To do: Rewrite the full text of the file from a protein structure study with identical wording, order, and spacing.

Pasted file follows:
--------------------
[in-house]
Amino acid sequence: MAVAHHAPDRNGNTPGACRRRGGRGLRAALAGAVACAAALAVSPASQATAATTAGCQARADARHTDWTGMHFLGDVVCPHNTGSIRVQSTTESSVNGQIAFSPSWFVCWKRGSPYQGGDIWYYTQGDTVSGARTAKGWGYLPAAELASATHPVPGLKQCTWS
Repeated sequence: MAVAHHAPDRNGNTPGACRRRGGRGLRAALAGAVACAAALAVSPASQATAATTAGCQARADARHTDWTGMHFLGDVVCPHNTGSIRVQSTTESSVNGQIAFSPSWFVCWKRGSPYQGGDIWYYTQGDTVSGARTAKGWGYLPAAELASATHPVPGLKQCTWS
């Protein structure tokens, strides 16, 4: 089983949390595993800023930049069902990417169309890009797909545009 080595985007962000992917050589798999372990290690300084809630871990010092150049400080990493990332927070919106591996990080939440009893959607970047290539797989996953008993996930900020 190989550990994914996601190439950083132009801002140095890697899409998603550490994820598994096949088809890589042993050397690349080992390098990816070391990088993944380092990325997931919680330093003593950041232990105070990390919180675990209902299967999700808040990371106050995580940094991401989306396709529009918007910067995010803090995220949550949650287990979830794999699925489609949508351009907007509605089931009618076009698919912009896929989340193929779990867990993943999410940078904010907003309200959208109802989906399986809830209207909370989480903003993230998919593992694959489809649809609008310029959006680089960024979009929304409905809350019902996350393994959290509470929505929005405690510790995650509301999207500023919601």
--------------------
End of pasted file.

[in-house]
Amino acid sequence: MAVAHHAPDRNGNTPGACRRRGGRGLRAALAGAVACAAALAVSPASQATAATTAGCQARADARHTDWTGMHFLGDVVCPHNTGSIRVQSTTESSVNGQIAFSPSWFVCWKRGSPYQGGDIWYYTQGDTVSGARTAKGWGYLPAAELASATHPVPGLKQCTWS
Repeated sequence: MAVAHHAPDRNGNTPGACRRRGGRGLRAALAGAVACAAALAVSPASQATAATTAGCQARADARHTDWTGMHFLGDVVCPHNTGSIRVQSTTESSVNGQIAFSPSWFVCWKRGSPYQGGDIWYYTQGDTVSGARTAKGWGYLPAAELASATHPVPGLKQCTWS
């Protein structure tokens, strides 16, 4: 089983949390595993800023930049069902990417169309890009797909545009 080595985007962000992917050589798999372990290690300084809630871990010092150049400080990493990332927070919106591996990080939440009893959607970047290539797989996953008993996930900020 190989550990994914996601190439950083132009801002140095890697899409998603550490994820598994096949088809890589042993050397690349080992390098990816070391990088993944380092990325997931919680330093003593950041232990105070990390919180675990209902299967999700808040990371106050995580940094991401989306396709529009918007910067995010803090995220949550949650287990979830794999699925489609949508351009907007509605089931009618076009698919912009896929989340193929779990867990993943999410940078904010907003309200959208109802989906399986809830209207909370989480903003993230998919593992694959489809649809609008310029959006680089960024979009929304409905809350019902996350393994959290509470929505929005405690510790995650509301999207500023919601």